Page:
Displaying items by tag: Allocation
The US Federal Communications Commission (FCC) has completed its first 5G auction, with a sale of 28GHz spectrum licensing which raised a cool $702 million.
The chairman of the FCC, Ajit Pai expressed his delight at the successful completion of the first auction and said that it represented a significant step towards positioning the United States as a leader in 5G.
In addition to this, he declared that it was the objective of the commission to continue to pursue its strategy of pushing more spectrum licenses into the commercial marketplace. It was also confirmed that a 24GHz auction will take place in the next few months, and that will be followed by three more spectrum bands later in 2019.
The chairman of the FCC said that by that spectrum auctions were critical in helping it execute on its goal which enables US consumers to benefit from the benefits provided by 5G.
He said, “By making more spectrum licenses available, promoting the deployment of wireless infrastructure, and modernising our regulations – the three components of the FCC’s 5G FAST plan – we’ll ensure that American consumers reap the substantial benefits that will come from the next generation of wireless connectivity.
A total of 3,072 licences offered in 425MHz blocks were up for grabs in the 28GHz auction. Of these, only 107 received no acceptable bids. However, the identities of the winning bidders will remain private and anonymous until the close of the 24GHz auction.
Earlier in the month the FCC had reiterated its desire to continue to work on scheduled spectrum auctions, as it prepared to temporarily close down most of its other operations.
In November 2018, the agency had said it set strict performance requirements for the licences to encourage the swift rollout of 5G services - and will take dim view on any attempt to seek a waiver of the requirements ahead of construction deadlines.
South African telecommunications firm Vodacom has been forced to delay its planned rollout of 4G services in some of the most rural and remote locations in the country - after it ran out of spectrum. The company’s CTO Andries Delport confirmed that the operator had exhausted its spectrum which subsequently limited urban availability of LTE-Advanced (LTE-A).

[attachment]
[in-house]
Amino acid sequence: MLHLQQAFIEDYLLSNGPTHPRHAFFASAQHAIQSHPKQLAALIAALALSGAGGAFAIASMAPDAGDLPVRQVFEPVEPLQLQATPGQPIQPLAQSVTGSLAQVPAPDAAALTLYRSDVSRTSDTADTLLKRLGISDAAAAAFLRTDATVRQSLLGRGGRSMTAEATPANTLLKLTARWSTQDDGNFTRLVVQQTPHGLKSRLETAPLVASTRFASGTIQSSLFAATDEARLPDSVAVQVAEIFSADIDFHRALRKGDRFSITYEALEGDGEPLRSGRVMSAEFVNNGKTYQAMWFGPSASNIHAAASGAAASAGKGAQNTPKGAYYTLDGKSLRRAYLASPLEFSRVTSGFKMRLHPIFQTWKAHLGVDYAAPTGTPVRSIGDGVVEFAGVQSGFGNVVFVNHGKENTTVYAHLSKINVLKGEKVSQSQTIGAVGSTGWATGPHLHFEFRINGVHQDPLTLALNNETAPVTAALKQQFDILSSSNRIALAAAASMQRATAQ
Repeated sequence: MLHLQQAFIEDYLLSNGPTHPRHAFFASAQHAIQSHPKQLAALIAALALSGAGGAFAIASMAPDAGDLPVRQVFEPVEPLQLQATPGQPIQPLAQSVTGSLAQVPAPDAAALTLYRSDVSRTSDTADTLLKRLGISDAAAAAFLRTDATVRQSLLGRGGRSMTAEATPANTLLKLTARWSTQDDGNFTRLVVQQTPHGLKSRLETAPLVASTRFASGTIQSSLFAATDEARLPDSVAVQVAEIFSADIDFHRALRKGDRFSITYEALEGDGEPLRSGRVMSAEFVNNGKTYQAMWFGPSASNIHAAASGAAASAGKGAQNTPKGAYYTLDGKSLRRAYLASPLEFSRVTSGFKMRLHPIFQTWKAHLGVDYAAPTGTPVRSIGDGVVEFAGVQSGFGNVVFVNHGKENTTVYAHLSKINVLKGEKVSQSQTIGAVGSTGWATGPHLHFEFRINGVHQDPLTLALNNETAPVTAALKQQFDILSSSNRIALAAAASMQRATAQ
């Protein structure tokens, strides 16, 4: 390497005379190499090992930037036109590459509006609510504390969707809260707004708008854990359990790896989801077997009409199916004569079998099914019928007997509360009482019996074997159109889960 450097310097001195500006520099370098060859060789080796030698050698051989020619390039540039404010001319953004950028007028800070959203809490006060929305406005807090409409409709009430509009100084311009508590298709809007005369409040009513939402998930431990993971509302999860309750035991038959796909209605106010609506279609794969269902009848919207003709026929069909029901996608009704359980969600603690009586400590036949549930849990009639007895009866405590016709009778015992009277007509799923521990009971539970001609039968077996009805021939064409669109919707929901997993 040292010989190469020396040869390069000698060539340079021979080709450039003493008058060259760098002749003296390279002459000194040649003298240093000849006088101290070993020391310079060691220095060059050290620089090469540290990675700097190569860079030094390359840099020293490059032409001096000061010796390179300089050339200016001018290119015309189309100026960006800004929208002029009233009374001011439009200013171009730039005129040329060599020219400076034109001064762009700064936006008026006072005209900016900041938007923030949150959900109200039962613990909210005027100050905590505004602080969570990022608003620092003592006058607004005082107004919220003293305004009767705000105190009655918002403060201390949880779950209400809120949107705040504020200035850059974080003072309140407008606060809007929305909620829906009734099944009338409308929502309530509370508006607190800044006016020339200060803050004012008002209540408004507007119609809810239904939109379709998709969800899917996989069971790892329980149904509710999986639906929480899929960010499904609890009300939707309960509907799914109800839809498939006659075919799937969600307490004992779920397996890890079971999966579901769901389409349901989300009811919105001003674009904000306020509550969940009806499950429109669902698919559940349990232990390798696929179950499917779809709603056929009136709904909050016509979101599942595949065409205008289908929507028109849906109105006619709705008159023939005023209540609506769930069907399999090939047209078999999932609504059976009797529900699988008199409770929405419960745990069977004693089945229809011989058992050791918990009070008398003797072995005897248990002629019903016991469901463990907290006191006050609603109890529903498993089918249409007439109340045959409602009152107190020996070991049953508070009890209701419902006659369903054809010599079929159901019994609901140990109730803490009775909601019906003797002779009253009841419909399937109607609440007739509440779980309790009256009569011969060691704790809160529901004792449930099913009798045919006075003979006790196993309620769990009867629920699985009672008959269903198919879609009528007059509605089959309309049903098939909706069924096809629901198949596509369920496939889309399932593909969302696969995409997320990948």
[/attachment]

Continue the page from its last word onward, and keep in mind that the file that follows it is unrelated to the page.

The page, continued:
In addition to this, Vodacom’s CTO said that its rural 4G coverage initiative had reached 44% of the population, but due to the exhaustive demands on spectrum it was unable to expand its coverage further until more bandwidth is released by South Africa’s regulatory authorities.
Vodacom’s Head of Innovation, Jannie van Zyl echoed the sentiments of her colleague and stressed that the LTE-A rollout was also being constrained by the lack of spectrum assets available. It’s been a long-term problem in South Africa, with the country’s telecommunication operators long raising its displeasure with the slow release of the country’s airwaves, amidst internal squabbles and rows about how the spectrum should be allocated.
Vodacom’s CTO highlighted delays in clearing sub-900MHZ airwaves currently used for analogue broadcast. He believes that allowing access to the airwaves would dramatically quicken and increase the availability of 4G in rural areas.
However, clearing the band has been a long drawn-out process in South Africa, and operators have encountered red tape over the years. South Africa’s authorities were initially working to a deadline of January 2011 in relation to switching off analogue TV signals. The deadline has been moved several times in the years, with the move to digital only occurring in February 2016.